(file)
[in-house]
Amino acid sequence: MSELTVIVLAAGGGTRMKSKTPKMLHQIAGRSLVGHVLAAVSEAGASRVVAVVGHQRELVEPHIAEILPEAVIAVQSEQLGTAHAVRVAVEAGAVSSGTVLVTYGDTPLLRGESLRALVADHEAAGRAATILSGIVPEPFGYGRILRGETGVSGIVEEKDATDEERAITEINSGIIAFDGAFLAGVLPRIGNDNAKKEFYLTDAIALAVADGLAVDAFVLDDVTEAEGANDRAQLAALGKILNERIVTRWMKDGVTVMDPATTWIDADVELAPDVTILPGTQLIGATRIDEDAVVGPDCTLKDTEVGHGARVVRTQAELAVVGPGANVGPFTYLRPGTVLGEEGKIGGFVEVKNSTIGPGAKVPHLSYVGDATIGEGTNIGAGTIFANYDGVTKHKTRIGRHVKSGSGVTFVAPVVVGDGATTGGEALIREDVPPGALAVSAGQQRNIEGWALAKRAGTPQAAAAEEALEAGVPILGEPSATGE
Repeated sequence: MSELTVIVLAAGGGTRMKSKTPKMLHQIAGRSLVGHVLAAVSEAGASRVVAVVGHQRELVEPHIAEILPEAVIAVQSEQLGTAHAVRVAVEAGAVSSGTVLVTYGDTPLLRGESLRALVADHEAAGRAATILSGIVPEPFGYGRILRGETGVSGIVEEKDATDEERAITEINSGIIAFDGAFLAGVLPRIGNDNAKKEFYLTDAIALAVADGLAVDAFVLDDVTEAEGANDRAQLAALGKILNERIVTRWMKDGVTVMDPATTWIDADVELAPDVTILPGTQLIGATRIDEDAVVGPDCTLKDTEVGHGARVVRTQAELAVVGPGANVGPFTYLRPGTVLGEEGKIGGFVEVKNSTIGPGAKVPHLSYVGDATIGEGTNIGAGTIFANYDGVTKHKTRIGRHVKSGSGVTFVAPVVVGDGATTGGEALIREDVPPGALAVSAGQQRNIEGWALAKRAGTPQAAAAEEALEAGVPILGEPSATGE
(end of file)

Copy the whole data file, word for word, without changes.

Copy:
[in-house]
Amino acid sequence: MSELTVIVLAAGGGTRMKSKTPKMLHQIAGRSLVGHVLAAVSEAGASRVVAVVGHQRELVEPHIAEILPEAVIAVQSEQLGTAHAVRVAVEAGAVSSGTVLVTYGDTPLLRGESLRALVADHEAAGRAATILSGIVPEPFGYGRILRGETGVSGIVEEKDATDEERAITEINSGIIAFDGAFLAGVLPRIGNDNAKKEFYLTDAIALAVADGLAVDAFVLDDVTEAEGANDRAQLAALGKILNERIVTRWMKDGVTVMDPATTWIDADVELAPDVTILPGTQLIGATRIDEDAVVGPDCTLKDTEVGHGARVVRTQAELAVVGPGANVGPFTYLRPGTVLGEEGKIGGFVEVKNSTIGPGAKVPHLSYVGDATIGEGTNIGAGTIFANYDGVTKHKTRIGRHVKSGSGVTFVAPVVVGDGATTGGEALIREDVPPGALAVSAGQQRNIEGWALAKRAGTPQAAAAEEALEAGVPILGEPSATGE
Repeated sequence: MSELTVIVLAAGGGTRMKSKTPKMLHQIAGRSLVGHVLAAVSEAGASRVVAVVGHQRELVEPHIAEILPEAVIAVQSEQLGTAHAVRVAVEAGAVSSGTVLVTYGDTPLLRGESLRALVADHEAAGRAATILSGIVPEPFGYGRILRGETGVSGIVEEKDATDEERAITEINSGIIAFDGAFLAGVLPRIGNDNAKKEFYLTDAIALAVADGLAVDAFVLDDVTEAEGANDRAQLAALGKILNERIVTRWMKDGVTVMDPATTWIDADVELAPDVTILPGTQLIGATRIDEDAVVGPDCTLKDTEVGHGARVVRTQAELAVVGPGANVGPFTYLRPGTVLGEEGKIGGFVEVKNSTIGPGAKVPHLSYVGDATIGEGTNIGAGTIFANYDGVTKHKTRIGRHVKSGSGVTFVAPVVVGDGATTGGEALIREDVPPGALAVSAGQQRNIEGWALAKRAGTPQAAAAEEALEAGVPILGEPSATGE